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Tilting at Windmills

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April 23, 2011

THIS WEEK IN GOD.... First up from the God Machine this week is an unexpected faith-based move from Texas Gov. Rick Perry (R), which is already raising eyebrows.

This week, Perry reached out to the federal government for disaster assistance, despite years of anti-government rhetoric and even talk of secession, as fires do significant damage in many parts of the state. Yesterday, however, the governor aimed higher, and urged Texans to ask God to help put their fires out.

NOW, THEREFORE, I, RICK PERRY, Governor of Texas, under the authority vested in me by the Constitution and Statutes of the State of Texas, do hereby proclaim the three-day period from Friday, April 22, 2011, to Sunday, April 24, 2011, as Days of Prayer for Rain in the State of Texas. I urge Texans of all faiths and traditions to offer prayers on that day for the healing of our land, the rebuilding of our communities and the restoration of our normal way of life.

IN TESTIMONY WHEREOF, I have hereunto signed my name and have officially caused the Seal of State to be affixed at my Office in the City of Austin, Texas, this the 21st day of April, 2011.

Perry is generally worried about government interfering in the lives of the people, but he doesn't mind using the power of his office to encourage his constituents to pray for rain.

Theologically, this is a bit odd. Indeed, Paul Waldman questioned why "our politicians have to have such an infantile view of the way this just and loving deity's universe is supposed to be ordered."

The theory here seems to be that up until now God has been angry at Texas, or perhaps indifferent to Texas' plight, water-wise. So if enough Texans pray over the next three days, it'll basically be like everyone waving at once, saying, "Hey, God! A little help here!" Whereupon, God will say, "Oh -- Texas! I forgot you guys were there!" And then he'll say, "Well, I had this plan that stretches from here until the end of time, and the drought played a small but significant part in that plan...but heck, since you all prayed so nicely, here's some rain."

Of course, the situation in Texas is obviously dire, and a state-endorsed weekend prayer session might not cut it. Can animal sacrifice on the state capitol steps be far behind?

Also from the God Machine this week:

* The White House goes all out this time of year to honor seasonal religious holidays, including a new tradition of a Passover Seder hosted by President Obama, an official White House Easter egg roll, and a prayer breakfast with Christian leaders from across the country.

* Fox News wants viewers to believe there's a "War on Easter." (Hint: there is no such war.)

* And a leading creationist group has begun arguing that teaching evolutionary biology in public school science classes is connected to "homosexual indoctrination."

Steve Benen 9:10 AM Permalink | Trackbacks | Comments (52)

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Aw, Perry is just ripping of Alabama's ideas. Few years ago when we were having an extended drought, Bob Riley had the state praying for rain.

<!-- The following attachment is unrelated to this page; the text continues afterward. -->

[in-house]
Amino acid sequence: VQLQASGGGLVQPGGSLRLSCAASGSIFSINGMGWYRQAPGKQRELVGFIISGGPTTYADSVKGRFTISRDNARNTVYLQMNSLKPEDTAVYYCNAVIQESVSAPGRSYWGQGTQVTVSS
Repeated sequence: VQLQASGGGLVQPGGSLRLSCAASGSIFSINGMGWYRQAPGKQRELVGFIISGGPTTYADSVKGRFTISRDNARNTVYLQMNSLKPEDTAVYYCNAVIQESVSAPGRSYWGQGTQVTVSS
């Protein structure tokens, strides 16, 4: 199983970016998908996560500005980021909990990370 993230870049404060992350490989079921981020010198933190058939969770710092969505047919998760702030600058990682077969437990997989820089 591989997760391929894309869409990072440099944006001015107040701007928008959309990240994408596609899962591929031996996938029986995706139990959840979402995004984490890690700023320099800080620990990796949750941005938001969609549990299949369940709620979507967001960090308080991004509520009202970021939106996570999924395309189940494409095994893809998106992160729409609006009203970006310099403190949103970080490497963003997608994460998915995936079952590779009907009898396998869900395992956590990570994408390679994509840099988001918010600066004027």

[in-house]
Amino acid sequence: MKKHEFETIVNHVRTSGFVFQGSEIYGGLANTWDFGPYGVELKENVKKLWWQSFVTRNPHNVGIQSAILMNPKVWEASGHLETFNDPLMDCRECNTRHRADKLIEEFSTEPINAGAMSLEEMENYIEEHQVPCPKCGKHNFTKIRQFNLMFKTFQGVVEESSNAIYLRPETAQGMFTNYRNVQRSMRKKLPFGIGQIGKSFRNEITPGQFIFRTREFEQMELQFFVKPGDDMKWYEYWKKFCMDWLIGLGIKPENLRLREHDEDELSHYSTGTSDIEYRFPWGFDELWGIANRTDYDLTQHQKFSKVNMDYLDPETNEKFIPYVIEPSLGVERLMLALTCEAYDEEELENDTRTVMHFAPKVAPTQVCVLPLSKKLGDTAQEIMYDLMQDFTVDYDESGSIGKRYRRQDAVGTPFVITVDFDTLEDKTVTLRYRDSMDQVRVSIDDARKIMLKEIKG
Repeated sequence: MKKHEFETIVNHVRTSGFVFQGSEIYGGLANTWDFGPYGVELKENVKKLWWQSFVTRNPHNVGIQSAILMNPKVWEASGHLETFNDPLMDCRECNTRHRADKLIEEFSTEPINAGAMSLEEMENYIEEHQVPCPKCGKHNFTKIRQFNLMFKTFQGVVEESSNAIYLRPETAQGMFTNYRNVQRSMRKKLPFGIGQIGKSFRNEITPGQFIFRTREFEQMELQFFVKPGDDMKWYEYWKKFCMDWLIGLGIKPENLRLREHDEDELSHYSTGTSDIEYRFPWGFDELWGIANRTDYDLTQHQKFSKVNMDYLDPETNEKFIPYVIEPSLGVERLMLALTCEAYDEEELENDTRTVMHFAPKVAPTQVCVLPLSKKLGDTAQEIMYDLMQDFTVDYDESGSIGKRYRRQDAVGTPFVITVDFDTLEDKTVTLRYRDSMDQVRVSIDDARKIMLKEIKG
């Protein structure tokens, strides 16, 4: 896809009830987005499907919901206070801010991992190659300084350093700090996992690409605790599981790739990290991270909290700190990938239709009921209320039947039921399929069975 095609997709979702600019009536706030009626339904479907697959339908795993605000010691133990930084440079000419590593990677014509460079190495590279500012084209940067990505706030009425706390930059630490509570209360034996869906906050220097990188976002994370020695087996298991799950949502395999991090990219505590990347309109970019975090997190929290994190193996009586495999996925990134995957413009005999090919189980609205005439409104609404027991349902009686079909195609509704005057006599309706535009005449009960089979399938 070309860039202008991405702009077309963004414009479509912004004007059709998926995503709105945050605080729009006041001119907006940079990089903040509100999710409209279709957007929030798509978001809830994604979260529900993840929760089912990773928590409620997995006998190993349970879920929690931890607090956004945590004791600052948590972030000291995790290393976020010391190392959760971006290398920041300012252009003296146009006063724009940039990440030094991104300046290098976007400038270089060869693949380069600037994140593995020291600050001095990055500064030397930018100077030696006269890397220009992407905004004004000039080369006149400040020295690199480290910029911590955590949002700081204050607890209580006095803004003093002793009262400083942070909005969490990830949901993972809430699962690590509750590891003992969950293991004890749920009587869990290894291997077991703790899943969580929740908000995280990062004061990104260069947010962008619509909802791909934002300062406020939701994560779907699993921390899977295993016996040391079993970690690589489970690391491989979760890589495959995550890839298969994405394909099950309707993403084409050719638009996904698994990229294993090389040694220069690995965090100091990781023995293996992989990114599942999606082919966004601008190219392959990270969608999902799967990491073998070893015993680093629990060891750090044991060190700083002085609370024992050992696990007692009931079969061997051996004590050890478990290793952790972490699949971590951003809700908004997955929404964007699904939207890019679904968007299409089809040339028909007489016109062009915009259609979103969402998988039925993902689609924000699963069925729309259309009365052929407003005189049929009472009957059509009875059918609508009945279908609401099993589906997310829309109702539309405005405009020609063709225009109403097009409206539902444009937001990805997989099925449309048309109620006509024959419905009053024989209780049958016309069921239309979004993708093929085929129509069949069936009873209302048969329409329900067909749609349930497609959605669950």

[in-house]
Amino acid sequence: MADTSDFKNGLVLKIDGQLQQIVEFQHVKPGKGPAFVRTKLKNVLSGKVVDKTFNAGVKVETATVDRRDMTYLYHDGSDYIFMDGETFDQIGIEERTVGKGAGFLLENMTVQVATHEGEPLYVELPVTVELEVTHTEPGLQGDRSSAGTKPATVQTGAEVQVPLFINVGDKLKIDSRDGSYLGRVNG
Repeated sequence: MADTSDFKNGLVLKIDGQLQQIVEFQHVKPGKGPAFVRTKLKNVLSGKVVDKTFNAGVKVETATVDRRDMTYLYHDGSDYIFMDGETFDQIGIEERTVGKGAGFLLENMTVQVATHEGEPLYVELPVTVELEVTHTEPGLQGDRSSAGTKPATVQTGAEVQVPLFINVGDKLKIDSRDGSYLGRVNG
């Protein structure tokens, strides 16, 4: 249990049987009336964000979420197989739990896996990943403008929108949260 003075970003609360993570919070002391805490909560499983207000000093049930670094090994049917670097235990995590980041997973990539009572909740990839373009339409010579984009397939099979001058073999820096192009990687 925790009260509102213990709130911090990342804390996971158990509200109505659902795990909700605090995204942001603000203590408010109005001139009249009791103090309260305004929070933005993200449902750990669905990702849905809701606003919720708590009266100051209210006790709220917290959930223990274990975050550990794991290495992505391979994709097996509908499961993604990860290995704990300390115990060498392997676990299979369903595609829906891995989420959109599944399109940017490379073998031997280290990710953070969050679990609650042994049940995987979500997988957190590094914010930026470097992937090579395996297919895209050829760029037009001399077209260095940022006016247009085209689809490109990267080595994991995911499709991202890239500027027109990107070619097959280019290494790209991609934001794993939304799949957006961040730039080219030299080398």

Posted by: martin on April 23, 2011 at 9:15 AM | PERMALINK

"homosexual indoctrination"

Well, Tennessee State Senator Stacey Campfield will certainly put a stop to that with his newly introduced legislation of "Don't say Gay" in the Tennessee State Senate. Campfield spent two years at Regents College for his BS degree. Isn't Regents the christian college in Vancouver B.C., as opposed to Regents University in Virginia?

Posted by: berttheclock on April 23, 2011 at 9:18 AM | PERMALINK

martin, didn't Riley try to hire Burt Lancaster to perform that role of inducing rain?

Posted by: berttheclock on April 23, 2011 at 9:20 AM | PERMALINK

What if the Days of Prayer for Rain in the State of Texas works?

What if it doesn't...

Posted by: Skip on April 23, 2011 at 9:20 AM | PERMALINK

I'm surprised that Gov. Perry would use a "scientific experiment" to prove the existence of a deity.- As martin mentions, similar exercises have not borne fruit.

Perhaps it is time for Texans to employ the Tried and True method: Virgin+Volcano=Rain.

Posted by: DAY on April 23, 2011 at 9:21 AM | PERMALINK

Perhaps Gov. Goodhair Perry should consult the Native Americans on this?
Their God's have been around Texas a whole lot longer than Jesus & Co.


And if there's a "War on Easter," I look forward to the rebel's counterattack to the drones on FOX.

Posted by: c u n d gulag on April 23, 2011 at 9:24 AM | PERMALINK

After this bit of empirical evidence, perhaps his whole life Gov. Perry hasn't been able to do the smart thing, because his ego keeps getting in the way!

Posted by: kevo on April 23, 2011 at 9:25 AM | PERMALINK

Texas has volcanos?!?
(thought I was gonna go the other way, didn't ya;>)

Posted by: martin on April 23, 2011 at 9:25 AM | PERMALINK

I don't suppose that Gov. Perry's initiative will harm his chances of re-election.

Posted by: davidp on April 23, 2011 at 9:30 AM | PERMALINK

@ martin-
12 years old, and VERY ugly. . .

Posted by: DAY on April 23, 2011 at 9:35 AM | PERMALINK

Fox News wants viewers to believe there's a "War on Easter." (Hint: there is no such war.)

What Hannity, O'Reilly, and the rest of Fox News sees are signs that their beloved white, heterosexual, Christian, culture may soon lose it's coveted position as the dominant culture in America. It has absolutely nothing to do with God or religion. It's also their job to fan the flames of the culture wars, as that is the tried and true method for getting poorer voters to vote against their interests..

Posted by: DelCapslock on April 23, 2011 at 9:51 AM | PERMALINK

Just read the article about evolutionary gayness. (Last bullet on post.)

Wow! I am so glad ours, for the most part, is a secular society! The fervor among The Creation Studies Institute fellowship is on sweaty-brow setting. From what I can make of it, this institute sees gayness as heinous!